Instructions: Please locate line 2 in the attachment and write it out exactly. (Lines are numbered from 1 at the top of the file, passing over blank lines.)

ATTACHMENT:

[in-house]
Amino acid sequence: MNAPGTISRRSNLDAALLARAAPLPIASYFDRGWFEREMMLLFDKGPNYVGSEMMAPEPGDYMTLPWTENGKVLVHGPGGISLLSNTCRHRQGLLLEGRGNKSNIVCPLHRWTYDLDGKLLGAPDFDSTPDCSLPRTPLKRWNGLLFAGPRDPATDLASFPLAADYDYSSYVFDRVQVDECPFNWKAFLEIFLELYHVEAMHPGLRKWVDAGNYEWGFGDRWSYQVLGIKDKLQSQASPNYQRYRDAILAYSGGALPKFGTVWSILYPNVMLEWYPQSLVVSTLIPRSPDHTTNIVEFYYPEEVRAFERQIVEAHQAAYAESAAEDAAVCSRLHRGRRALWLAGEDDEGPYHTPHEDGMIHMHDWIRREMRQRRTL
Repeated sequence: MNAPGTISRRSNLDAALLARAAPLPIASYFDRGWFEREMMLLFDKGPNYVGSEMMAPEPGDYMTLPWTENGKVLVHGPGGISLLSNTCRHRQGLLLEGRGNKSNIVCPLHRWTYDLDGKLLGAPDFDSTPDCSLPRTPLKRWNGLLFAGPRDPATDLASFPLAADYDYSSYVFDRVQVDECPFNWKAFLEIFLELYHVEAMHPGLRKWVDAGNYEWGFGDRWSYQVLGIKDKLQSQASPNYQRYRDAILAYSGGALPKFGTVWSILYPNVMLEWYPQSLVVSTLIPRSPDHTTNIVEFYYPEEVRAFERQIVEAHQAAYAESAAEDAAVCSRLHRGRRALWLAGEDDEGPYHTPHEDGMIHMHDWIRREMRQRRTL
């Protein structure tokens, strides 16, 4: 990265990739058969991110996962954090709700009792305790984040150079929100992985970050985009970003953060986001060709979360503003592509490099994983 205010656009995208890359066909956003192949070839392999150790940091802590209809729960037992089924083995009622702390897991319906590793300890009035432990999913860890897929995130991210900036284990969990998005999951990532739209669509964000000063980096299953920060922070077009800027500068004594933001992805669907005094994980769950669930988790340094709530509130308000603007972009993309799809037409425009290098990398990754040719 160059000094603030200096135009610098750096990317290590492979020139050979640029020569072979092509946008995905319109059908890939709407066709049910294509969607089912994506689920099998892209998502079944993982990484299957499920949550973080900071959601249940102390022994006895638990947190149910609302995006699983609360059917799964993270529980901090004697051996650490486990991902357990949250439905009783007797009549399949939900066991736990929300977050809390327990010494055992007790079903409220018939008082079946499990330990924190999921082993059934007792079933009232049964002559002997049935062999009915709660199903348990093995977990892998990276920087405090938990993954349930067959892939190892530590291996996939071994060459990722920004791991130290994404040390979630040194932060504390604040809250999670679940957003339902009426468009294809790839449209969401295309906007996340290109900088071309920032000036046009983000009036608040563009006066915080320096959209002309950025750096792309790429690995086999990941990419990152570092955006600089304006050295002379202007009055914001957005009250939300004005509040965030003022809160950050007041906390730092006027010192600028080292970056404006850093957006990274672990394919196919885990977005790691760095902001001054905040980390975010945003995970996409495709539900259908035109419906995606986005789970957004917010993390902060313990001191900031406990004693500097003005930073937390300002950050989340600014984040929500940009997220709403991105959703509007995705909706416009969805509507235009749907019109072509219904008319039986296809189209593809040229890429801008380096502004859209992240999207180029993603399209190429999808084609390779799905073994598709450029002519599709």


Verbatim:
Amino acid sequence: MNAPGTISRRSNLDAALLARAAPLPIASYFDRGWFEREMMLLFDKGPNYVGSEMMAPEPGDYMTLPWTENGKVLVHGPGGISLLSNTCRHRQGLLLEGRGNKSNIVCPLHRWTYDLDGKLLGAPDFDSTPDCSLPRTPLKRWNGLLFAGPRDPATDLASFPLAADYDYSSYVFDRVQVDECPFNWKAFLEIFLELYHVEAMHPGLRKWVDAGNYEWGFGDRWSYQVLGIKDKLQSQASPNYQRYRDAILAYSGGALPKFGTVWSILYPNVMLEWYPQSLVVSTLIPRSPDHTTNIVEFYYPEEVRAFERQIVEAHQAAYAESAAEDAAVCSRLHRGRRALWLAGEDDEGPYHTPHEDGMIHMHDWIRREMRQRRTL